With bad news as a backdrop, negotiations resume between Broward and its school teachers

 By William Gjebre,

Broward Teachers Union President Pat Santeramo

Smarting from criticism, the Broward public schools administration and the teachers union have returned to the bargaining table to hammer out a contract and salvage $52 million in state and federal money.

“We’ll see if we can get on the same page,” Pat Santeramo, Broward Teachers Union President said. “We are willing to cooperate.”

Hostilities among the negotiating parties have mounted for years while both sides have sustained blows that raised doubts about competence.

Talks resumed last week after being on hold since late April. In May, the district had declared an impasse in negotiations.

Agreements between the union and the district on the federal and state funds “should have happened a long time ago,” community activist and watchdog Charlotte Greenbarg said. “This is a lot of money. Both sides have to realize there’s a financial emergency, due, in part, to self-inflicted wounds.”

A statewide grand jury in February criticized the management and operations of the School Board and administration. Meanwhile, the political website reported last week that the BTU has agreed to let its national affiliate, the American Federation of Teachers, review a $1.3 million drop in local union funds and assets. The declines, attributed to declining membership, had brought grumbles from BTU board members about their own management team.

The union hopes to smooth relations internally and with the school administration, while seeking to tap $31 million in federal “Race to the Top” incentive dollars awarded for teacher performance and another $21 million in state grants. The union and the district must agree on how that money will be apportioned.

That federal money “is a key component” in reopening talks because “it’s money for salaries,” Santeramo said. It is likely also the only source for new salary funds given the poor economy and the state’s cut in education funding during the past five years.

The union’s declining revenues, a history of bleak contract talks and the grab for outside money paint the backdrop to what’s now happening, although Santeramo said they were not directly related.

Santeramo said the drop in BTU funds stems from dues hikes imposed on local affiliates by the AFT. He said money to the state and national bodies went up without increases to local membership fees to cover the additional expenses.

He added there had been no misappropriation of BTU funds

“I told the AFT we have nothing to hide,” said Santeramo, adding the BTU has reduced staff salaries, including his own four field representatives were laid off.

According to district records, the BTU had 16,668 teachers and other members as of March 31. About 2,500 eligible workers have not joined the union or paid dues. According, the union’s net assets dropped $1.3 million in the fiscal year ending June 30, 2010 – from $5 million to $3.7 million amid declining membership.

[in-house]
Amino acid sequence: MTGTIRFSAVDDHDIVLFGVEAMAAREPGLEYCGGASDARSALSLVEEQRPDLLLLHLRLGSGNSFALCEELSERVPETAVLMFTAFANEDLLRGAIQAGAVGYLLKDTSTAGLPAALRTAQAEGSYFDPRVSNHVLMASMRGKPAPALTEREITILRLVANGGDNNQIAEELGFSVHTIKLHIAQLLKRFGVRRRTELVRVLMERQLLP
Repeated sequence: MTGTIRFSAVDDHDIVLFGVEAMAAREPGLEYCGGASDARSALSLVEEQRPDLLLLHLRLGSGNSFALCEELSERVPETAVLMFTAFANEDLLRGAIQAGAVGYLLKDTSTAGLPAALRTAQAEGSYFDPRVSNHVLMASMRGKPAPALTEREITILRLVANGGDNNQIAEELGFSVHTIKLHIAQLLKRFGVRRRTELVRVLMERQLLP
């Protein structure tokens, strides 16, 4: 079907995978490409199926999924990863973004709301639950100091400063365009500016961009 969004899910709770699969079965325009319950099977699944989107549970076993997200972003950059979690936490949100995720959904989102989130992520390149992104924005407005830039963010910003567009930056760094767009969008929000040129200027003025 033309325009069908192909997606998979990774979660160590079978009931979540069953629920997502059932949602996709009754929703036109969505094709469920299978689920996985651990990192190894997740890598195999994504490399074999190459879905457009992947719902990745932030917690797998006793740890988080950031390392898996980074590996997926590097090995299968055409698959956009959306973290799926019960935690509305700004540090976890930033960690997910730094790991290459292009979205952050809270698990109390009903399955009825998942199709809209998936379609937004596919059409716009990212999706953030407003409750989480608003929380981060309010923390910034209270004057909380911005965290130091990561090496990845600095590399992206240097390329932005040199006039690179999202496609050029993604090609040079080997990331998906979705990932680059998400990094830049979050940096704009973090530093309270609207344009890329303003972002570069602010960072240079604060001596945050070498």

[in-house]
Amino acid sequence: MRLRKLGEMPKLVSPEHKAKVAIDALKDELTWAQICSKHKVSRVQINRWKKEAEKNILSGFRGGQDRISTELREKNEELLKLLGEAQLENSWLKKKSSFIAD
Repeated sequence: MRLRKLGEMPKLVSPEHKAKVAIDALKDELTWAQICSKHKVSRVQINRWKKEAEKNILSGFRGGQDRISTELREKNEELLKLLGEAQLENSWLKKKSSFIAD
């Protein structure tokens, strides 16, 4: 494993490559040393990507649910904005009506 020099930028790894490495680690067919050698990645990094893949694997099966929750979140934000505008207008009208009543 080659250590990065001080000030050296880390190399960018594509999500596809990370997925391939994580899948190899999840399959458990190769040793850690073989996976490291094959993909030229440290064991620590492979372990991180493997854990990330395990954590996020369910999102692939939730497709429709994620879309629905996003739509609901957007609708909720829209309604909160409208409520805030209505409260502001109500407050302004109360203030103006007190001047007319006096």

Interim Superintendent Donnie Carter, who took over after Jim Notter’s June 30 retirement, did not respond to requests for comment.

Broward, the sixth largest school district in the nation, is behind Miami-Dade County Public Schools, the fourth largest school district in the nation, in dealing with its teachers. Miami-Dade reached an agreement in May with the United Teachers of Dade on local Race to the Top performance pay – and teachers there are not facing layoffs. Palm Beach managed a $500 raise and voters approved an additional property tax for salaries for arts teachers.

In comparison, Broward teachers, who have been without a pay raise for three years, are faced with the prospect of about 1,800 layoffs. The teachers are among 2,400  employees targeted for layoff as part of the district’s effort to cut $171 million from its projected $2.9 billion budget for 2011-2012.

Broward’s application for federal Race to the Top performance pay is pending before the state; it has until Sept. 30 to reach agreement with the BTU on a plan that could bring $29.7 million in performance pay to teachers over the upcoming three years. The district received $6 million from the state for planning.

The state has earmarked an additional $21 million in grants to pay Broward teachers working at low performing school, for development of a merit evaluation plan that mirrors provisions of the Race to the Top and for classroom technology. The grants require union agreement.

Broward’s chances for completing agreements on the federal and state funding programs dimmed when the district declared an impasse in negotiations in May, especially because of the hostility between Santeramo and then superintendent Notter.

But with Notter’s retirement, the door reopened to talks.

Santeramo said he contacted school board members and interim superintendent Carter about working to get a deal on the labor contract that would include agreements on Race to the Top and the state grants.

Holding back on the Race to the Top agreement was a “bargaining chip” in order to get a new labor agreement, Santeramo said. The district, he added, now wants agreement on both to remain competitive with Miami-Dade and Palm Beach

At the resumption of bargaining last Thursday, newly formed bargaining teams for both sides reviewed the status of bargaining proposals, and agreed to narrow the issues in dispute at upcoming sessions, 2 p.m. Friday, Aug. 26 and 10 a.m. Friday, Sept. 2.

Activist Greenbarg noted it will take a lot more than agreements on a labor contract and the federal and state funds to repair the district’s damaged image. But, she added,”it won’t hurt” if they reach accord.



Print Friendly, PDF & Email

No comments

leave a comment


Subscribe to our Newsletter


First Name

Last Name